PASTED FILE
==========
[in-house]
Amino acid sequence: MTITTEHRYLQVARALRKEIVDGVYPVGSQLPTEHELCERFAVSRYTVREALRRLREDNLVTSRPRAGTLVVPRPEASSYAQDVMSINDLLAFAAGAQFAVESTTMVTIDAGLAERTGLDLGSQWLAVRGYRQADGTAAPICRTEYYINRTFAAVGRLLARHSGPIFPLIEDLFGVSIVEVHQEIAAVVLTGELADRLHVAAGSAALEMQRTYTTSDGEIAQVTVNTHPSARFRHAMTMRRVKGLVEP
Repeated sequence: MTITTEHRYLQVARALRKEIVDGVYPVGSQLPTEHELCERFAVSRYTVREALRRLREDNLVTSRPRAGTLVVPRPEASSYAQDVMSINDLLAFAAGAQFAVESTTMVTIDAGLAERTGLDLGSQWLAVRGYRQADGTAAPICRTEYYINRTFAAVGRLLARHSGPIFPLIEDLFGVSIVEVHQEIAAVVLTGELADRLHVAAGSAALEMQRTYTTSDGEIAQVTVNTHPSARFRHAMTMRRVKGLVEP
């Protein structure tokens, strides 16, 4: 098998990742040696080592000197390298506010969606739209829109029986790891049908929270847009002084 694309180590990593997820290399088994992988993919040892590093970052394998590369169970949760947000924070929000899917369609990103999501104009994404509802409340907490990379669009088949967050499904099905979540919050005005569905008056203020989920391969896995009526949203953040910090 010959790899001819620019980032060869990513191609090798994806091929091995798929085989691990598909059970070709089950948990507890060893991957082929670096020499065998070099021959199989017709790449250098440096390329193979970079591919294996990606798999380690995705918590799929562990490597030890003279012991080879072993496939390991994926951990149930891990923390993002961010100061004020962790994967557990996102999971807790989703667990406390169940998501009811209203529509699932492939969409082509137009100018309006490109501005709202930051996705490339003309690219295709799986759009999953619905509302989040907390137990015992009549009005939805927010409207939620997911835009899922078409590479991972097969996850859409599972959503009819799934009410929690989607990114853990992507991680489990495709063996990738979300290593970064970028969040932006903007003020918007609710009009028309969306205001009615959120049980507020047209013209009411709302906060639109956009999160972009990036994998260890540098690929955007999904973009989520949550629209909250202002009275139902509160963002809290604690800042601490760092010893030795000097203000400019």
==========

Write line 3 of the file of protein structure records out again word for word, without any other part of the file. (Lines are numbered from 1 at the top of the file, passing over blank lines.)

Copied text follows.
Repeated sequence: MTITTEHRYLQVARALRKEIVDGVYPVGSQLPTEHELCERFAVSRYTVREALRRLREDNLVTSRPRAGTLVVPRPEASSYAQDVMSINDLLAFAAGAQFAVESTTMVTIDAGLAERTGLDLGSQWLAVRGYRQADGTAAPICRTEYYINRTFAAVGRLLARHSGPIFPLIEDLFGVSIVEVHQEIAAVVLTGELADRLHVAAGSAALEMQRTYTTSDGEIAQVTVNTHPSARFRHAMTMRRVKGLVEP